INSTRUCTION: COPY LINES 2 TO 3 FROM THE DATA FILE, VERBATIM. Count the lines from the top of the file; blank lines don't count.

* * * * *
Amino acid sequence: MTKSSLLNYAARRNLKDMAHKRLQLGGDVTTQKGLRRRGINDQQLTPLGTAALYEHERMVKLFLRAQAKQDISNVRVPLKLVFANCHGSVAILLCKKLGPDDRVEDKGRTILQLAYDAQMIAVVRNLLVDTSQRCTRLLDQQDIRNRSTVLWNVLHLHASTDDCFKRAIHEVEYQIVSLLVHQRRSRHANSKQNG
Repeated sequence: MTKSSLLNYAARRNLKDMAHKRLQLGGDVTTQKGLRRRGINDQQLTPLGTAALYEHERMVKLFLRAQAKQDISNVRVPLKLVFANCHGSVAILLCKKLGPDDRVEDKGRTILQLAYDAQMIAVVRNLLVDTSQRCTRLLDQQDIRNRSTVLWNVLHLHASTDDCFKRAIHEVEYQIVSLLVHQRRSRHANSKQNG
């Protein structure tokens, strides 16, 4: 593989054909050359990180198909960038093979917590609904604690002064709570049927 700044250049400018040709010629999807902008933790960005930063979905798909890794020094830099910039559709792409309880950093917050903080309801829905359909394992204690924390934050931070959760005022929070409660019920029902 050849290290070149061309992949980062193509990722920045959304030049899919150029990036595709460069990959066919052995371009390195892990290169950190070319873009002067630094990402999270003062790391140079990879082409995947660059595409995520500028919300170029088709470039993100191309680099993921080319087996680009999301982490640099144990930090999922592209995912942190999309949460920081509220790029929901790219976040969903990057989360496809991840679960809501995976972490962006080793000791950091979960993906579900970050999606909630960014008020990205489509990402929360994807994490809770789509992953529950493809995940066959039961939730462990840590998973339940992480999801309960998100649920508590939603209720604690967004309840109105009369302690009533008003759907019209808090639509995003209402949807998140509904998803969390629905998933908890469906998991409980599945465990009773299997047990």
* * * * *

Repeated sequence: MTKSSLLNYAARRNLKDMAHKRLQLGGDVTTQKGLRRRGINDQQLTPLGTAALYEHERMVKLFLRAQAKQDISNVRVPLKLVFANCHGSVAILLCKKLGPDDRVEDKGRTILQLAYDAQMIAVVRNLLVDTSQRCTRLLDQQDIRNRSTVLWNVLHLHASTDDCFKRAIHEVEYQIVSLLVHQRRSRHANSKQNG
């Protein structure tokens, strides 16, 4: 593989054909050359990180198909960038093979917590609904604690002064709570049927 700044250049400018040709010629999807902008933790960005930063979905798909890794020094830099910039559709792409309880950093917050903080309801829905359909394992204690924390934050931070959760005022929070409660019920029902 050849290290070149061309992949980062193509990722920045959304030049899919150029990036595709460069990959066919052995371009390195892990290169950190070319873009002067630094990402999270003062790391140079990879082409995947660059595409995520500028919300170029088709470039993100191309680099993921080319087996680009999301982490640099144990930090999922592209995912942190999309949460920081509220790029929901790219976040969903990057989360496809991840679960809501995976972490962006080793000791950091979960993906579900970050999606909630960014008020990205489509990402929360994807994490809770789509992953529950493809995940066959039961939730462990840590998973339940992480999801309960998100649920508590939603209720604690967004309840109105009369302690009533008003759907019209808090639509995003209402949807998140509904998803969390629905998933908890469906998991409980599945465990009773299997047990």